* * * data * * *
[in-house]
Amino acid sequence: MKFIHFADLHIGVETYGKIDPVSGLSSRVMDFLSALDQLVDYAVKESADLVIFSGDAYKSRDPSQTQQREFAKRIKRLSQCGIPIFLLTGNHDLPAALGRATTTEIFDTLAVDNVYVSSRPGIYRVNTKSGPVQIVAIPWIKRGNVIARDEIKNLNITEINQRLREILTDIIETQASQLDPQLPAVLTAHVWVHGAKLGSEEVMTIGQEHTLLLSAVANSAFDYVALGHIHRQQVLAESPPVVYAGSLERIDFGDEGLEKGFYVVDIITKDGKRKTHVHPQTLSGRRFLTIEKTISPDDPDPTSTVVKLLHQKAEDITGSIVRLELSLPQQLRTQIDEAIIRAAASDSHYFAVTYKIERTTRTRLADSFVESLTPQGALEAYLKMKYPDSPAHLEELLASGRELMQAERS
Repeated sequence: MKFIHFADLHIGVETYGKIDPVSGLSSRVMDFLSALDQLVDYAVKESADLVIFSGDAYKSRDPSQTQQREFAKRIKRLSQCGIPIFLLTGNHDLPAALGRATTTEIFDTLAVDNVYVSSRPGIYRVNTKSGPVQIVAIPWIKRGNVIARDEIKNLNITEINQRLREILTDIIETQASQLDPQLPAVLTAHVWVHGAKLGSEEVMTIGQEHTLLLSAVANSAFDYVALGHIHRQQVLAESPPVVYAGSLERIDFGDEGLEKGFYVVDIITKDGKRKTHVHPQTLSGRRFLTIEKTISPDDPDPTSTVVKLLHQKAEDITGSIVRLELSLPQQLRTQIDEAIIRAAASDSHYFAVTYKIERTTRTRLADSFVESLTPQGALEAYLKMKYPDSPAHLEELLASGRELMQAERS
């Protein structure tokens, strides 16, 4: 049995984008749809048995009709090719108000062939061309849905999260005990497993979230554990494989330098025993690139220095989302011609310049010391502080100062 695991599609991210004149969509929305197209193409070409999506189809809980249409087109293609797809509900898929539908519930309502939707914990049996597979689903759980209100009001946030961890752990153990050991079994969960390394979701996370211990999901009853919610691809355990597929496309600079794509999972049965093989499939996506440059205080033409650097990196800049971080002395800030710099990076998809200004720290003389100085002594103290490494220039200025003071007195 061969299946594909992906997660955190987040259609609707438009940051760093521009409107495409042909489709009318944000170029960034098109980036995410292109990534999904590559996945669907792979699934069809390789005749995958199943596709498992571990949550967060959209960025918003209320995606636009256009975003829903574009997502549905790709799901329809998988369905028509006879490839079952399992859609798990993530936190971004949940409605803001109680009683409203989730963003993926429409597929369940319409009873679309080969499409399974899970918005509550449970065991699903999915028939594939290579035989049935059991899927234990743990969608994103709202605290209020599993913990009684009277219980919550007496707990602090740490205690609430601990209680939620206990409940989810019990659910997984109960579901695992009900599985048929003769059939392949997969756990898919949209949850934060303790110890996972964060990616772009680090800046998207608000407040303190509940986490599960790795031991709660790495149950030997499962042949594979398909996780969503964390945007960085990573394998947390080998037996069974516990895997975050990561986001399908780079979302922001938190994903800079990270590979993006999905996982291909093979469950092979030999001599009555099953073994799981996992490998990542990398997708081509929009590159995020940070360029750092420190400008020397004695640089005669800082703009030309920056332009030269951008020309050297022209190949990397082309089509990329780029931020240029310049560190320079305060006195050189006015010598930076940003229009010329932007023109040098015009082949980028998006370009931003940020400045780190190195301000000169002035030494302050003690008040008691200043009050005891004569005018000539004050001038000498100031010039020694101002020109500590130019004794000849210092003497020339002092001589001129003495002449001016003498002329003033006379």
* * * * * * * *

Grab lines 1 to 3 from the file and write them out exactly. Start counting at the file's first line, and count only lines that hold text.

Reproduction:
[in-house]
Amino acid sequence: MKFIHFADLHIGVETYGKIDPVSGLSSRVMDFLSALDQLVDYAVKESADLVIFSGDAYKSRDPSQTQQREFAKRIKRLSQCGIPIFLLTGNHDLPAALGRATTTEIFDTLAVDNVYVSSRPGIYRVNTKSGPVQIVAIPWIKRGNVIARDEIKNLNITEINQRLREILTDIIETQASQLDPQLPAVLTAHVWVHGAKLGSEEVMTIGQEHTLLLSAVANSAFDYVALGHIHRQQVLAESPPVVYAGSLERIDFGDEGLEKGFYVVDIITKDGKRKTHVHPQTLSGRRFLTIEKTISPDDPDPTSTVVKLLHQKAEDITGSIVRLELSLPQQLRTQIDEAIIRAAASDSHYFAVTYKIERTTRTRLADSFVESLTPQGALEAYLKMKYPDSPAHLEELLASGRELMQAERS
Repeated sequence: MKFIHFADLHIGVETYGKIDPVSGLSSRVMDFLSALDQLVDYAVKESADLVIFSGDAYKSRDPSQTQQREFAKRIKRLSQCGIPIFLLTGNHDLPAALGRATTTEIFDTLAVDNVYVSSRPGIYRVNTKSGPVQIVAIPWIKRGNVIARDEIKNLNITEINQRLREILTDIIETQASQLDPQLPAVLTAHVWVHGAKLGSEEVMTIGQEHTLLLSAVANSAFDYVALGHIHRQQVLAESPPVVYAGSLERIDFGDEGLEKGFYVVDIITKDGKRKTHVHPQTLSGRRFLTIEKTISPDDPDPTSTVVKLLHQKAEDITGSIVRLELSLPQQLRTQIDEAIIRAAASDSHYFAVTYKIERTTRTRLADSFVESLTPQGALEAYLKMKYPDSPAHLEELLASGRELMQAERS